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Let $A, B \in M_{2}(\mathbb{R})$ be two square matrices such that $$AB \ne BA$$ and $$A^3 = B^3$$ Prove that $\mbox{Tr} (A^n) = \mbox{Tr} (B^n)$ for all $n \in \mathbb{N}$, where $\mbox{Tr} (\cdot)$ is the trace.


First, it's clear that $\det A = \det B$ and $A \ne B$. Also, using Cayley-Hamilton it is enough to prove it for $n=1$. I have played around with Cayley-Hamilton for both matrices, with no result. Any idea is welcome.

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It suffices to check that the characteristic polynomial of $A$ and $B$ coincide. To this end, we show that the given condition yields $\operatorname{tr}(A) = \operatorname{tr}(B)$ and $\det(A) = \det(B)$.

First, the latter equality is immediate from $\det(A)^3 = \det(A^3) = \det(B^3) = \det(B)^3$ together with $\det(A), \det(B) \in \mathbb{R}$.

Next, by the Cayley-Hamilton theorem we have $A^2 = \operatorname{tr}(A)A - \det(A)I_2$ and consequently

$$ A^3 = (\operatorname{tr}(A)^2 - \det(A))A - \det(A)\operatorname{tr}(A)I_2. \tag{*}$$

So if $\operatorname{tr}(A)^2 - \det(A) \neq 0$, then it follows that $A = pA^3 + qI_2$ for some $p, q \in \mathbb{R}$. Since $A^3 = B^3$, this forces that $AB = BA$, contradicting the assumption. Hence we have

$$\operatorname{tr}(A)^2 = \det(A).$$

We consider two cases separately:

  1. If $\det(A) = \det(B) = 0$, then this implies that $\operatorname{tr}(A) = \operatorname{tr}(B) = 0$.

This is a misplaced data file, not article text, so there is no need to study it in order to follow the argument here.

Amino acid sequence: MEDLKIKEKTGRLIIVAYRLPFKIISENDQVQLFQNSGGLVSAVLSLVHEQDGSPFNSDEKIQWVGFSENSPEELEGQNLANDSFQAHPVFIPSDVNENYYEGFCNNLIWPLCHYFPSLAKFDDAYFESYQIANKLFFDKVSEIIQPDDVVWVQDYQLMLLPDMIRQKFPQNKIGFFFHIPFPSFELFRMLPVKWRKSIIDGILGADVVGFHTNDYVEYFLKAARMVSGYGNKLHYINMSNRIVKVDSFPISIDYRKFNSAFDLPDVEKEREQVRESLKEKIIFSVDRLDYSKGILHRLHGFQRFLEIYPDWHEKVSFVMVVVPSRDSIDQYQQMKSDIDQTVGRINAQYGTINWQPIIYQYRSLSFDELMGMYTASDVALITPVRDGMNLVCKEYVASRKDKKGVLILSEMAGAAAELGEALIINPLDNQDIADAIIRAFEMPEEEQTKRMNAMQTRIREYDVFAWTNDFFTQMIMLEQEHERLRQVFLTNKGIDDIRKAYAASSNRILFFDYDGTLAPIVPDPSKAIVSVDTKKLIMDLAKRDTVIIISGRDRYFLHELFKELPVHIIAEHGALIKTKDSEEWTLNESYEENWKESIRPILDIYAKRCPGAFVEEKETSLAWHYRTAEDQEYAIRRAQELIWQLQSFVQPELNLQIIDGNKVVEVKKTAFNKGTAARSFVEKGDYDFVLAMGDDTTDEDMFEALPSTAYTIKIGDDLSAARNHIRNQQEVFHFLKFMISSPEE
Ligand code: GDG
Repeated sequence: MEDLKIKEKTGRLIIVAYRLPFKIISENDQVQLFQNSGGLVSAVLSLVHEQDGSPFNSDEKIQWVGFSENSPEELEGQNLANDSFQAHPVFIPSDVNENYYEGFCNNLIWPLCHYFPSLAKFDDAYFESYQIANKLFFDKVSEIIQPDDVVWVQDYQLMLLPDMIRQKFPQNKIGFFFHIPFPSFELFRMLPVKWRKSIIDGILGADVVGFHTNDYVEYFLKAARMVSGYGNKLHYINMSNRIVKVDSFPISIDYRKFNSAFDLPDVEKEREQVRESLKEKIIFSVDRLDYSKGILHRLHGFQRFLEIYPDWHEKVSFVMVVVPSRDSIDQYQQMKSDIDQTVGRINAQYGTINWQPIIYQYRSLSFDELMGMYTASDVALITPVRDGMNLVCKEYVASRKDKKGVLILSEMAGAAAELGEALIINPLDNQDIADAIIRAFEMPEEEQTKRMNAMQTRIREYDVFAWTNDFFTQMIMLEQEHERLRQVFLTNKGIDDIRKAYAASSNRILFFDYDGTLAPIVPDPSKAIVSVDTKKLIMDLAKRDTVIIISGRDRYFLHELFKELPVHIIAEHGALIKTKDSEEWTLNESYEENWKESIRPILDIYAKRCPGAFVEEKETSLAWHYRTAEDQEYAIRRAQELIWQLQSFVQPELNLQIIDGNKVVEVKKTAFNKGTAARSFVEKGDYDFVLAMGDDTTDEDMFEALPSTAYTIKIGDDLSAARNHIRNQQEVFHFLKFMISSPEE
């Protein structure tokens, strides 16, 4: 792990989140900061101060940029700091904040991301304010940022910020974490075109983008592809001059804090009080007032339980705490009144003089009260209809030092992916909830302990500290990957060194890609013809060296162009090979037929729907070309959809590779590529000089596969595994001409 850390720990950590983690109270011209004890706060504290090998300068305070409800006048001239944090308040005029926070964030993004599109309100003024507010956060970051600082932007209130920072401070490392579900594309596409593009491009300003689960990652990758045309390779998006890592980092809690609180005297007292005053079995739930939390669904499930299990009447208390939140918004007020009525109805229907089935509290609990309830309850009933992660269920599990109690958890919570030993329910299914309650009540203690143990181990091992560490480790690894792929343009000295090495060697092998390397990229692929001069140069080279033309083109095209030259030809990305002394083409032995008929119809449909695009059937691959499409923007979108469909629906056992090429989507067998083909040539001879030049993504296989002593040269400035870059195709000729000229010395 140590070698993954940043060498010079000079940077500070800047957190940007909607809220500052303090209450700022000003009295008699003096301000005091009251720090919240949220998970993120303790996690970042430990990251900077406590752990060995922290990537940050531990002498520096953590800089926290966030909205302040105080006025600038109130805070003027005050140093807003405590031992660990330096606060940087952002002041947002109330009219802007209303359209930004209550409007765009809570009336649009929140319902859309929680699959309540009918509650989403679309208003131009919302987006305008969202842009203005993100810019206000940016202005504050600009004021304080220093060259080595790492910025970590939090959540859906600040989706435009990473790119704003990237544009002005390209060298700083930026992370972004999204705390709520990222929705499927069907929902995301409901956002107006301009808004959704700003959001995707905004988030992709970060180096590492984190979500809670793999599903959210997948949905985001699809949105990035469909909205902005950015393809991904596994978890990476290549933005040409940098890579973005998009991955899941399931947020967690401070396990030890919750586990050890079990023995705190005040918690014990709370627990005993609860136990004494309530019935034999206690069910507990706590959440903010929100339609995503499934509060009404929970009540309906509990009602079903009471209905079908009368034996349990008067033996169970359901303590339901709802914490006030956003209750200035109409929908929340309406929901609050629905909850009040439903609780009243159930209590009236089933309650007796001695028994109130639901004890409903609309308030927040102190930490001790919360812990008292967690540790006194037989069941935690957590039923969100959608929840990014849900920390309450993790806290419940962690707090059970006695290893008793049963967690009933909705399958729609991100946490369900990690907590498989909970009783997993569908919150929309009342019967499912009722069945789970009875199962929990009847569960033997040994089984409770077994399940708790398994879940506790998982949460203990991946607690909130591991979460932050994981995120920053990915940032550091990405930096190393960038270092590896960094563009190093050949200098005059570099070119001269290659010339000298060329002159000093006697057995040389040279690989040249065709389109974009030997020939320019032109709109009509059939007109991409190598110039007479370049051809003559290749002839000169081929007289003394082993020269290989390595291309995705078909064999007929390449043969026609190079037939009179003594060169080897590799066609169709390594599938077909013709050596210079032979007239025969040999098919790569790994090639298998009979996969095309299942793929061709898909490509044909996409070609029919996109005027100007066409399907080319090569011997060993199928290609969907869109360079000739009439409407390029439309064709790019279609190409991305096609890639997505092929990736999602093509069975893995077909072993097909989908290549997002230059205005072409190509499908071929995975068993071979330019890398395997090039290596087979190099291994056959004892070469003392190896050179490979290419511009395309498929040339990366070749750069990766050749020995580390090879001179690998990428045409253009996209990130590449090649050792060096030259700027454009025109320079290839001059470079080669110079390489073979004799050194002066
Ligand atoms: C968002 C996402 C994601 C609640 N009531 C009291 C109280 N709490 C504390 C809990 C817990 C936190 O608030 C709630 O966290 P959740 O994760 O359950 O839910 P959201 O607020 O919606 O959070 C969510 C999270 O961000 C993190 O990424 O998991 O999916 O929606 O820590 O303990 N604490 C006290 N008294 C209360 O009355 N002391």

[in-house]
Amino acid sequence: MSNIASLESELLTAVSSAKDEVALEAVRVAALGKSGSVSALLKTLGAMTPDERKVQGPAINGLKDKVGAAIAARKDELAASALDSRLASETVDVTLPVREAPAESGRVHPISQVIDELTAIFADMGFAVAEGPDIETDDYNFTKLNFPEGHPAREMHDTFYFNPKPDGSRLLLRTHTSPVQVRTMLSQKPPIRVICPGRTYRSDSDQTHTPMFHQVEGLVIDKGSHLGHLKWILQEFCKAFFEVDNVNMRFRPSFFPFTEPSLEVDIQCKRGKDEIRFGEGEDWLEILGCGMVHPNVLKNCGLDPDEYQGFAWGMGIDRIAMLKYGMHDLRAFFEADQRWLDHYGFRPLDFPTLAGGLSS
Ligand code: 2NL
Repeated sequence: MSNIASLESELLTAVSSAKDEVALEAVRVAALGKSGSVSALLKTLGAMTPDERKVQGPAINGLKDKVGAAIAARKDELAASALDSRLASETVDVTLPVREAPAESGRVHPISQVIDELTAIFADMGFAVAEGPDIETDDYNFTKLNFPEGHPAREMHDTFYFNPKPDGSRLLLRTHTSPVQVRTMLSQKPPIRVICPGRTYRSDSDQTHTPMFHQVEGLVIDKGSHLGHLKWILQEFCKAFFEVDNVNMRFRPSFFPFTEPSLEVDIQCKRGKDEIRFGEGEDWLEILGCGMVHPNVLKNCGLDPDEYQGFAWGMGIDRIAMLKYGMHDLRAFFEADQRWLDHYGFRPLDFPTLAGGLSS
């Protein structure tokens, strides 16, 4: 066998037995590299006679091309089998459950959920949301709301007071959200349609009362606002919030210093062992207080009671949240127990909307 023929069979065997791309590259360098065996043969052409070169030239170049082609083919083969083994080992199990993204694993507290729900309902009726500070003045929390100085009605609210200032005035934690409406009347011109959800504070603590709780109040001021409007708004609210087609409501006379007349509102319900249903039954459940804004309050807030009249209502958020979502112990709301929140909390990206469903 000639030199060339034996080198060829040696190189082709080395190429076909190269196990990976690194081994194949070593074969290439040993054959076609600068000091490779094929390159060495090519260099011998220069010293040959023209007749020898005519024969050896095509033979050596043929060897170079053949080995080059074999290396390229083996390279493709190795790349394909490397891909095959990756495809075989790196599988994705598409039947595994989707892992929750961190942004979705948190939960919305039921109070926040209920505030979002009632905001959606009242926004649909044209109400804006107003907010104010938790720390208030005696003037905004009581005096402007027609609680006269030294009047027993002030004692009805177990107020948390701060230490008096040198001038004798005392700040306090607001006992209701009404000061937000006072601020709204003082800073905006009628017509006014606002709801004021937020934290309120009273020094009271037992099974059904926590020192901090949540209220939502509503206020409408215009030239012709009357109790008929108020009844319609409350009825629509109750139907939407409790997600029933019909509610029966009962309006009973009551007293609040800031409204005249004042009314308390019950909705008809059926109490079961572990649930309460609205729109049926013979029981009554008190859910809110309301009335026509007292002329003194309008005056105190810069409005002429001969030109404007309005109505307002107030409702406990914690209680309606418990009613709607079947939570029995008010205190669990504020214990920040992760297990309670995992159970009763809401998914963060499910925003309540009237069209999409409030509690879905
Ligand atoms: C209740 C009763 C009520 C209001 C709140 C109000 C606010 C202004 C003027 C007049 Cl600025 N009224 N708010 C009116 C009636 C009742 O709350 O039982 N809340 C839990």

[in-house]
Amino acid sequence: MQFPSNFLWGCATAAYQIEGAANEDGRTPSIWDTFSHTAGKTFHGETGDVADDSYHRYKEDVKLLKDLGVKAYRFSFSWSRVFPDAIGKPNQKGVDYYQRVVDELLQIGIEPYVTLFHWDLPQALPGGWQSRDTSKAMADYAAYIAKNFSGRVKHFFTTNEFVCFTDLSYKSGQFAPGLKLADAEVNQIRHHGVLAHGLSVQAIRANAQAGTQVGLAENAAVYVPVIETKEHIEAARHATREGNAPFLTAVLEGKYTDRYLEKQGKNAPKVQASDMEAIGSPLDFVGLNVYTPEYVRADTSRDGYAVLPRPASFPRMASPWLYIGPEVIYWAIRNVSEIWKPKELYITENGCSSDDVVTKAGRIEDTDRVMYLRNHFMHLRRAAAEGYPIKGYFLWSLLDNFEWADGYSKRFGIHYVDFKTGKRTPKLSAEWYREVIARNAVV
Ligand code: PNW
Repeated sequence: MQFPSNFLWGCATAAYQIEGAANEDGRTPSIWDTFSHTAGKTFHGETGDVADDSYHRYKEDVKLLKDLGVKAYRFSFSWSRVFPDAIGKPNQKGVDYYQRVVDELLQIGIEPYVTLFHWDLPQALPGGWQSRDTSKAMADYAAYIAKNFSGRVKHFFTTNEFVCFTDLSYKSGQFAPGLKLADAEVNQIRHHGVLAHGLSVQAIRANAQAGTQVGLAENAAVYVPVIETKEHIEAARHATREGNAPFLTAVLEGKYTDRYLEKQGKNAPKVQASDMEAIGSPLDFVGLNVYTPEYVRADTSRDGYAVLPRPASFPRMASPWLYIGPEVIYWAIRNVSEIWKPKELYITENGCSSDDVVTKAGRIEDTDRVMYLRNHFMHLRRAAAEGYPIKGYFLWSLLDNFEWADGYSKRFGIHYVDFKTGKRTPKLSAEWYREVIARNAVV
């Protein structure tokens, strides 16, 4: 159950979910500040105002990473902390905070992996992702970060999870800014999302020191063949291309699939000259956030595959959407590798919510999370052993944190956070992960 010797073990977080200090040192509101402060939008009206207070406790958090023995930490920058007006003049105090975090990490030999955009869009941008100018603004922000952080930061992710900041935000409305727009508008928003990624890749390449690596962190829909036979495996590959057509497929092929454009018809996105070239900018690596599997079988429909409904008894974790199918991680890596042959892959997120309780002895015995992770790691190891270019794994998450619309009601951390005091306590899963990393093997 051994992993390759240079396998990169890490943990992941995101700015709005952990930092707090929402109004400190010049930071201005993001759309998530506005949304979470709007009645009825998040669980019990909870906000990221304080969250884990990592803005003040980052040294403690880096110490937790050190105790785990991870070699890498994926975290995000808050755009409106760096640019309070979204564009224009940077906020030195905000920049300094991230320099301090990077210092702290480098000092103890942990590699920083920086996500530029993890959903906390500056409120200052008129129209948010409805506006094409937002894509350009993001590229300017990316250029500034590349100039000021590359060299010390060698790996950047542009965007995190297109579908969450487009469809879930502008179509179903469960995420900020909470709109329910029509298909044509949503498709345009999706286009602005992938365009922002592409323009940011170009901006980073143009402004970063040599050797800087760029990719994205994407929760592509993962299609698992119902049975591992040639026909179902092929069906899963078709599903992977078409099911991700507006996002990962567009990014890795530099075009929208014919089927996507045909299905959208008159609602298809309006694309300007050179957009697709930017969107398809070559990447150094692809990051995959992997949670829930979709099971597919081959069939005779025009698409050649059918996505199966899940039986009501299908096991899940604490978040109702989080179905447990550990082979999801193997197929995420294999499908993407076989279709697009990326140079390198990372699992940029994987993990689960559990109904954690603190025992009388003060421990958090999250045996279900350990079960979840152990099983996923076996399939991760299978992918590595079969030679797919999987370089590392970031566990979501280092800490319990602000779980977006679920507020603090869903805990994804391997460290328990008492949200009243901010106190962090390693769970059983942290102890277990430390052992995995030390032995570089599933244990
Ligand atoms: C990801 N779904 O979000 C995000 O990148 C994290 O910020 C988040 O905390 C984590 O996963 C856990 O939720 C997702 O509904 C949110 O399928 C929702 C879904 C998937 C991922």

2. If $\det(A) = \det(B) \neq 0$, then taking trace to both sides of $\text{(*)}$ and using the identity above, we have

    $$ \operatorname{tr}(A^3) = \operatorname{tr}(A)^3 - 3\det(A)\operatorname{tr}(A) = -2\det(A) \operatorname{tr}(A).$$

    Dividing both sides by $-2\det(A)$, it follows that $\operatorname{tr}(A)$ is completely determined by $A^3$, hence again we have $\operatorname{tr}(A) = \operatorname{tr}(B)$.

Therefore in any cases we have $\operatorname{tr}(A) = \operatorname{tr}(B)$ as desired.


Remark. When the condition $AB \neq BA$ is dropped, we have an obvious counter-example $A = I_2$ and $B$ is the rotation matrix by angle $2\pi/3$. In this case, we have

$$A^3 = B^3 = I_2 \qquad \text{but} \qquad \operatorname{tr}(A) = 2 \neq -1 = \operatorname{tr}(B). $$

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It is sufficiently to show that $|Ex-A|=|Ex-B|$.

If $A$ and $B$ are nilpotent matrices the proof is evident. If $A$ and $B$ has different non-zero eigenvalues $\lambda_1,\lambda_2$ and $\mu_1,\mu_2$, respectively, then using the fact about eigenvalues of $A^3$ and $B^3$ we obtain $\{\lambda_1^3,\lambda_2^3\} = \{\mu_1^3,\mu_2^3\}$ and hence $\lambda_1\lambda_2=|A|= |B| = \mu_1\mu_2$ we obtain the required assertion.

So, It remains to consider the case, when $\lambda_1=\lambda_2$.

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  • $\begingroup$ Are there any nilpotent matrices that don't commute in dimension 2? $\endgroup$ – Chappers Jul 28 '17 at 19:00
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There are essentially two cases:

  1. Both spectra of $A$ and $B$ are real, or both of them are pairs of non-real eigenvalues. Then the condition $A^3=B^3$ implies that the two spectra are identical. Hence the assertion follows.
  2. $A$ has a conjugate pair of non-real eigenvalues and $B$ has a real spectrum. As the eigenvalues of $B$ are non-real, they are different from each other. Hence $B$ is diagonalisable over $\mathbb C$. Yet, $A^3=B^3$ and the spectrum of $A$ is real. Therefore $A^3=B^3$ must be a nonzero scalar matrix. Since real numbers have unique real cubic roots, $A$ has two repeated nonzero real eigenvalues. Hence $A$ is a scalar matrix too, or else $A^3=B^3$ is not diagonalisable. But this contradicts the assumption that $AB\ne BA$. So, this case is impossible.
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